ADVANCES IN Applied Microbiology

Author :  D. PERLMAN

Published in : ACADEMIC  PRESS  

ISBN :   0-12-002622-8 

File Type : pdf

File Size : 14 mb

Language : English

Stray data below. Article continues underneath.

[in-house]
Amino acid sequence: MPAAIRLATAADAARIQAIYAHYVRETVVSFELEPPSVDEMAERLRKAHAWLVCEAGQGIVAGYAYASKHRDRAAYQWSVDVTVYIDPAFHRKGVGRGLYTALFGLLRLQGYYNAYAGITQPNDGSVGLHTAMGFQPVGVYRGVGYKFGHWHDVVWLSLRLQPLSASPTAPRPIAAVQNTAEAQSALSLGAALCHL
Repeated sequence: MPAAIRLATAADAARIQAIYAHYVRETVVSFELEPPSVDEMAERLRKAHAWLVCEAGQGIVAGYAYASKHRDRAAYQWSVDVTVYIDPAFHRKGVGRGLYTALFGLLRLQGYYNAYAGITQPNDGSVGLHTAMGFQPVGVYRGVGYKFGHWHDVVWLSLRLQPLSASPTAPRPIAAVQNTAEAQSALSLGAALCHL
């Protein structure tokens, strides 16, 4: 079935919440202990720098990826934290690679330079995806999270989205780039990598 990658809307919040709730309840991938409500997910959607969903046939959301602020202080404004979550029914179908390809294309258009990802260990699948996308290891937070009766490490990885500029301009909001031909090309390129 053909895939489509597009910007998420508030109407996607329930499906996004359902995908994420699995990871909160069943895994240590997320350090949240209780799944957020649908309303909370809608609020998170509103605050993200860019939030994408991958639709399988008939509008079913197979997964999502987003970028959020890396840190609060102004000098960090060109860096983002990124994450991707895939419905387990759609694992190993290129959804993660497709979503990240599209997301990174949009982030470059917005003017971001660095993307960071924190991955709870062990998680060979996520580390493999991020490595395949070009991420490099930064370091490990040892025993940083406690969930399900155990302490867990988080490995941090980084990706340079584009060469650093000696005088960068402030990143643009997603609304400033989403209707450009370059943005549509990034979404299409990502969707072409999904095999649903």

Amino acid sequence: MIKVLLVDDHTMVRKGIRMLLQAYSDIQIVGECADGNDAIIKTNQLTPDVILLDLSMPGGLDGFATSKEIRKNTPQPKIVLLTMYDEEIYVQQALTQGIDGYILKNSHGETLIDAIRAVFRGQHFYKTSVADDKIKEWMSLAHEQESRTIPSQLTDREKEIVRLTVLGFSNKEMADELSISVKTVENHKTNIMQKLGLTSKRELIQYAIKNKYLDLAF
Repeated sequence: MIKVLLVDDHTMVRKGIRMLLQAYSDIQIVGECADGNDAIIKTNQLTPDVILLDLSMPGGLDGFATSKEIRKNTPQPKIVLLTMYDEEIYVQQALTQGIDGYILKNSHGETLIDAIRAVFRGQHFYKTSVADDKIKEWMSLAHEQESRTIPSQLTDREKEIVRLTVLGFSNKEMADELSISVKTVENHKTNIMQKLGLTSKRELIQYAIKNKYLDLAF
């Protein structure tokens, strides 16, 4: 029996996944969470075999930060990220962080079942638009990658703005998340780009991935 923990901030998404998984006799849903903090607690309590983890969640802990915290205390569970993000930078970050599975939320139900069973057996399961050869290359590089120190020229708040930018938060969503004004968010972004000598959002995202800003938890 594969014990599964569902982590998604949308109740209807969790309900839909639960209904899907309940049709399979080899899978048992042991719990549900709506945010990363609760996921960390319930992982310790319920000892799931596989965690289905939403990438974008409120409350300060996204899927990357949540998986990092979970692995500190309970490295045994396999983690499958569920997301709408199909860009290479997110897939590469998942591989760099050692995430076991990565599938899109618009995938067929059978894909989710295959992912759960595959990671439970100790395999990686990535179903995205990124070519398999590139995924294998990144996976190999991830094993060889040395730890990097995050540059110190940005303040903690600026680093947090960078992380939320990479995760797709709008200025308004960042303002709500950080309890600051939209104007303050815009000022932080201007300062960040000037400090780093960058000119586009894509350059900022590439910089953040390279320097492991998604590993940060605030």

Over the past ten years, the immobilization of enzymes has been the subject of increased interest, and a number of papers on transformations of organic compounds by immobilized enzymes have been published. Among these many studies, in 1969 we (Tosa et al., 1966, 1967; Chibata et al., 1972) first succeeded in the industrial application of immobilized enzyme, i.e., immobilized aminoacylase, for continuous production of L-amino acids from acyl-DL-amino acids. Succeeding to this industrialization, productions of 6-aminopenicillanic acid (6-APA) by immobilized penicillin amidase and fructose by immobilized glucose isomerase are said to be industrially operated in the United States, Europe, and Japan. Further, very recently a number of papers have been published on the immobilization of microbial cells for the purpose of transformations of organic compounds. In this field, we also studied the immobilization of whole microbial cells-Escherichia coli having high aspartase activity-and in 1973 succeeded in industrial application of these immobilized cells for continuous production of L-aspartic acid from ammonium fumarate (Chibata et al., 1974e; Tosa et al., 1974). This is also the first industrial application of immobilized microbial cells in the world. Further, in 1974 we (Chibata et al., 1975~; Yamamoto et al., 1976, 1977) succeeded in industrial production of L-malic acid from fumarate using immobilized Breuibacteriurn arnrnoniagenes having high fumarase activity.
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